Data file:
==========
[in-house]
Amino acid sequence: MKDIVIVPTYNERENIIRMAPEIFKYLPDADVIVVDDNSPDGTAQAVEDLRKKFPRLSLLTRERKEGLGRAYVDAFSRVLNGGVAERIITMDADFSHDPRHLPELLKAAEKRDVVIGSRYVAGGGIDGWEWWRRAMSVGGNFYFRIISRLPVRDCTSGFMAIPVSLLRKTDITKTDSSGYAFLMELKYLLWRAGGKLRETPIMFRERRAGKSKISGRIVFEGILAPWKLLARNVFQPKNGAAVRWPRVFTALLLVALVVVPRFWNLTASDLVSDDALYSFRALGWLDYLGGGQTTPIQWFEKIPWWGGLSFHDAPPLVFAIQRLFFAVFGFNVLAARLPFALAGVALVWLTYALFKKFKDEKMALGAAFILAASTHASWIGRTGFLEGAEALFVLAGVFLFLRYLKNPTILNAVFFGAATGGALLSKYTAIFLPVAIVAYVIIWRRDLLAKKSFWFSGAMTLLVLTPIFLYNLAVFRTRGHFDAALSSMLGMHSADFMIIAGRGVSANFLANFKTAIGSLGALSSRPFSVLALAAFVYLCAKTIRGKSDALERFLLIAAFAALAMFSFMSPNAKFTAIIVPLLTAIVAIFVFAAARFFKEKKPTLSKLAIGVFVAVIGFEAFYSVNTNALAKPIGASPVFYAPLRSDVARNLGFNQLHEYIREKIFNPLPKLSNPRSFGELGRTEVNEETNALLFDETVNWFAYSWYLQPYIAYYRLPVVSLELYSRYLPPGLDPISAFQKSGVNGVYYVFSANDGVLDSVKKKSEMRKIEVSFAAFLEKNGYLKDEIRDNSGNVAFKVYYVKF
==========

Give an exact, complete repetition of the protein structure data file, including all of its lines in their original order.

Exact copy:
[in-house]
Amino acid sequence: MKDIVIVPTYNERENIIRMAPEIFKYLPDADVIVVDDNSPDGTAQAVEDLRKKFPRLSLLTRERKEGLGRAYVDAFSRVLNGGVAERIITMDADFSHDPRHLPELLKAAEKRDVVIGSRYVAGGGIDGWEWWRRAMSVGGNFYFRIISRLPVRDCTSGFMAIPVSLLRKTDITKTDSSGYAFLMELKYLLWRAGGKLRETPIMFRERRAGKSKISGRIVFEGILAPWKLLARNVFQPKNGAAVRWPRVFTALLLVALVVVPRFWNLTASDLVSDDALYSFRALGWLDYLGGGQTTPIQWFEKIPWWGGLSFHDAPPLVFAIQRLFFAVFGFNVLAARLPFALAGVALVWLTYALFKKFKDEKMALGAAFILAASTHASWIGRTGFLEGAEALFVLAGVFLFLRYLKNPTILNAVFFGAATGGALLSKYTAIFLPVAIVAYVIIWRRDLLAKKSFWFSGAMTLLVLTPIFLYNLAVFRTRGHFDAALSSMLGMHSADFMIIAGRGVSANFLANFKTAIGSLGALSSRPFSVLALAAFVYLCAKTIRGKSDALERFLLIAAFAALAMFSFMSPNAKFTAIIVPLLTAIVAIFVFAAARFFKEKKPTLSKLAIGVFVAVIGFEAFYSVNTNALAKPIGASPVFYAPLRSDVARNLGFNQLHEYIREKIFNPLPKLSNPRSFGELGRTEVNEETNALLFDETVNWFAYSWYLQPYIAYYRLPVVSLELYSRYLPPGLDPISAFQKSGVNGVYYVFSANDGVLDSVKKKSEMRKIEVSFAAFLEKNGYLKDEIRDNSGNVAFKVYYVKF